“I think the biggest hurdle was simply the fact that it is another program you are adding on top of all of the other things that you already do. With this there are always questions like, ‘When is it going to be taught? Who is doing the teaching? How will they get proper training?’”

For Freeburg, the man often acting as the middle ground, it is important to pay attention to providing the proper support required by each teacher, student, and team member. The hard part is that everyone is different. There is not one right way to do anything. In his position, he has to make sure that all the resources are available for each type of learner and educator. This, of course, is what Freeburg loves about his job. He gets to provide support for those leading the students.

Pepe adds here that, on top of the general stress of adding a new program, there is a “fear-factor,” especially for those who have never seen part of a Spheros robot. It can be intimidating to open up a kit and see something you’ve never worked with before. For the most part, after this passes, teachers find that the lesson plans are well laid out and easy to follow. As with all things, those that have been exposed to technology before are more inclined to pick up other technology quickly. It is a slow and taxing process for others to learn. These are things to keep in mind while they continue on their path forward.

STEM Community Night Fever!

Frederick L. Olmsted #64 loves a good community night that showcases student accomplishments. There are two coming up in the next few weeks. For them it is important to have the full community involved and allow parents to see what their kids are doing each day. This upcoming week, there is a STEM Night where kids will work with Engineering for Kids Buffalo to engage in the engineering design process. This is a great way to get students and their families excited about STEM.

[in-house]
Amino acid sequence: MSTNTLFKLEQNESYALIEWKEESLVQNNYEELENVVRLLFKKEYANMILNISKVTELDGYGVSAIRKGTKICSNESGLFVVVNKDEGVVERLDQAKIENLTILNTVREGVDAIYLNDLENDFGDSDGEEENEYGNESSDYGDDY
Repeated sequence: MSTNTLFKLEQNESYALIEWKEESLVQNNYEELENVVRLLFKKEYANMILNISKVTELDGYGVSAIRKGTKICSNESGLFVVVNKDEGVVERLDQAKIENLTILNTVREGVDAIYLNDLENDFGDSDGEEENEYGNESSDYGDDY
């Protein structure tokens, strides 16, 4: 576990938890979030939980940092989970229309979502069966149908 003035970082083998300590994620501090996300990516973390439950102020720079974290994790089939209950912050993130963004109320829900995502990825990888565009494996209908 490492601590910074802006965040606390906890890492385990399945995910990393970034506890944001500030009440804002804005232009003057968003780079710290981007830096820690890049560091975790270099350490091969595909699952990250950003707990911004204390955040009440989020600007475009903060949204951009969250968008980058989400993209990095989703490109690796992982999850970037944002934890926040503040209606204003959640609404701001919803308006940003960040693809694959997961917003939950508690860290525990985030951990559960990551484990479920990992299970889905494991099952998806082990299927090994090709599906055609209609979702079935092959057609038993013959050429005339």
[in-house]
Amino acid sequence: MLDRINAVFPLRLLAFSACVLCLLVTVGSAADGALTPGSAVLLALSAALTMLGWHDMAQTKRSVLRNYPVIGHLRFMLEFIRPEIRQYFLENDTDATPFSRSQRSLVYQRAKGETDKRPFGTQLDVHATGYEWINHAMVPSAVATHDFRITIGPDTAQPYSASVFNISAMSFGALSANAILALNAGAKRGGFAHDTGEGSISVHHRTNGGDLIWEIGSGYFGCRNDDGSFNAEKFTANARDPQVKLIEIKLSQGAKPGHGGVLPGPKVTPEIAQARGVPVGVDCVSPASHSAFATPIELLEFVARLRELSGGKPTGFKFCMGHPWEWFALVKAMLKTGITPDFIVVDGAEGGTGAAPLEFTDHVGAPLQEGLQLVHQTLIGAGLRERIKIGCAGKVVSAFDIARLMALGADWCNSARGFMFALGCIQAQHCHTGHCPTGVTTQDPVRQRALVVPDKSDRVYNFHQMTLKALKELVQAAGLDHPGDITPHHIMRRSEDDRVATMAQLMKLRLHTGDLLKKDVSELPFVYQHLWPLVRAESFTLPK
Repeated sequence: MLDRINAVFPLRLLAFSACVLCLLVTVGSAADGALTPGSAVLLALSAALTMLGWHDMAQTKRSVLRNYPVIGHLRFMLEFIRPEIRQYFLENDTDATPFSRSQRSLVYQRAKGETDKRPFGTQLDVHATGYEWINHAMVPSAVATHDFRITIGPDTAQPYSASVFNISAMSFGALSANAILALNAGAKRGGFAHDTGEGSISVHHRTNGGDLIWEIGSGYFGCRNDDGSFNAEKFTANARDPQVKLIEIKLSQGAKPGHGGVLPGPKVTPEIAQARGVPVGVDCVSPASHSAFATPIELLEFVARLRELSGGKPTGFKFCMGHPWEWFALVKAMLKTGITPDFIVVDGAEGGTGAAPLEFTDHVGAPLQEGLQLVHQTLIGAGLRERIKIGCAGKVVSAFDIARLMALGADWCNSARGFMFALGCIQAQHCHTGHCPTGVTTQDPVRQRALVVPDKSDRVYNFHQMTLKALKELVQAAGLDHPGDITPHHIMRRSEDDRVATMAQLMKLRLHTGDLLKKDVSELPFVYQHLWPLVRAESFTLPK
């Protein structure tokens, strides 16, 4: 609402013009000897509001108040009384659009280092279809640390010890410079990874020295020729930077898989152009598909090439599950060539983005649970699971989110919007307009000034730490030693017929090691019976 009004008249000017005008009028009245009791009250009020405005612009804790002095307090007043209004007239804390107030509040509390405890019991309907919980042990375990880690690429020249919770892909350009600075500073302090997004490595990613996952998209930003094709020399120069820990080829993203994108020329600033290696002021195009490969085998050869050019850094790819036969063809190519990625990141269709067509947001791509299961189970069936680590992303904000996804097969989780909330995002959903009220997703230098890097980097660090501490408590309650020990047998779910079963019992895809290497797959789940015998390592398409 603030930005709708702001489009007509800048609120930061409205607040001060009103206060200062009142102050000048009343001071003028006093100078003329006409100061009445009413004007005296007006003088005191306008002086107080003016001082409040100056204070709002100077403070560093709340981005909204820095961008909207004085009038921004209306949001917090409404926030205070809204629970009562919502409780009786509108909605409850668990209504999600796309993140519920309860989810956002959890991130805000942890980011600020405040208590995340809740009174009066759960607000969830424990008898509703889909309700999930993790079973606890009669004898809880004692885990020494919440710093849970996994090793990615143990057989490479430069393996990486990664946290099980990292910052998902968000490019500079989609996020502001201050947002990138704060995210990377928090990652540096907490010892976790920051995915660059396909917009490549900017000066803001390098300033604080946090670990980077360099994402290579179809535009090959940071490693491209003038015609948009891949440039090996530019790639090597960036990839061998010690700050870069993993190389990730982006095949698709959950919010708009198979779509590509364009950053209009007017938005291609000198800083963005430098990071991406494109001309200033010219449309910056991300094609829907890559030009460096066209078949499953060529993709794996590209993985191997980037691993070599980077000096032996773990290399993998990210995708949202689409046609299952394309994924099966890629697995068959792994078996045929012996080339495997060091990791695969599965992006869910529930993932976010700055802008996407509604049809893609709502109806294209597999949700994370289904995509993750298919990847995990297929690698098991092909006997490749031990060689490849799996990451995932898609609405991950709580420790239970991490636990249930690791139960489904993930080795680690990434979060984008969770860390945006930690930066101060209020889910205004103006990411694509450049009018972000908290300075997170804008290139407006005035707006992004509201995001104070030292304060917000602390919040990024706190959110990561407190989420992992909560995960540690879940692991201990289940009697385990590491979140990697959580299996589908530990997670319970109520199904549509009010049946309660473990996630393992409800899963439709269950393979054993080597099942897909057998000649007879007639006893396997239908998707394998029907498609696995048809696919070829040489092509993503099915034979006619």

In three weeks, the school has another community night. Olmsted School #64 is sponsoring a Creativity Fair with the theme of “Eco Creations”. Although this event is not specifically STEM related, Freeburg tells me that there are always STEM elements and resources at play. He has seen many student projects crafted with a 3D printer. That is the wonder of STEM. It can stand on its own as an educational tool or be used as a supplement to other learning environments. 

Both Freeburg and Pepe have difficult jobs. On any given day, they are juggling a million little tasks at once. For them, what matters most is that the kids are thriving in an environment where they are supported. Pepe interacts with students on a daily basis and is motivated by the “a-ha” moments she sees each day. She says,

“When you see them have enjoyment in what they are doing it validates the work you do. That is what drives me.”

Freeburg, although not in the classroom witnessing the daily action, is still driven by this idea as well. As he puts it,

“I am a bit more removed from that ‘look of wonder,’ but the reality of it is that it all comes down to that. I enjoy that I get to do a lot of different things as the building needs. But what that really means is ‘what do the kids need?’ The job is to provide a safe, awe-inspiring, wonderful learning environment for kids. Even if you don’t get to be in the classroom for all the a-ha moments, you know that they are happening.”

Published: March 08, 2024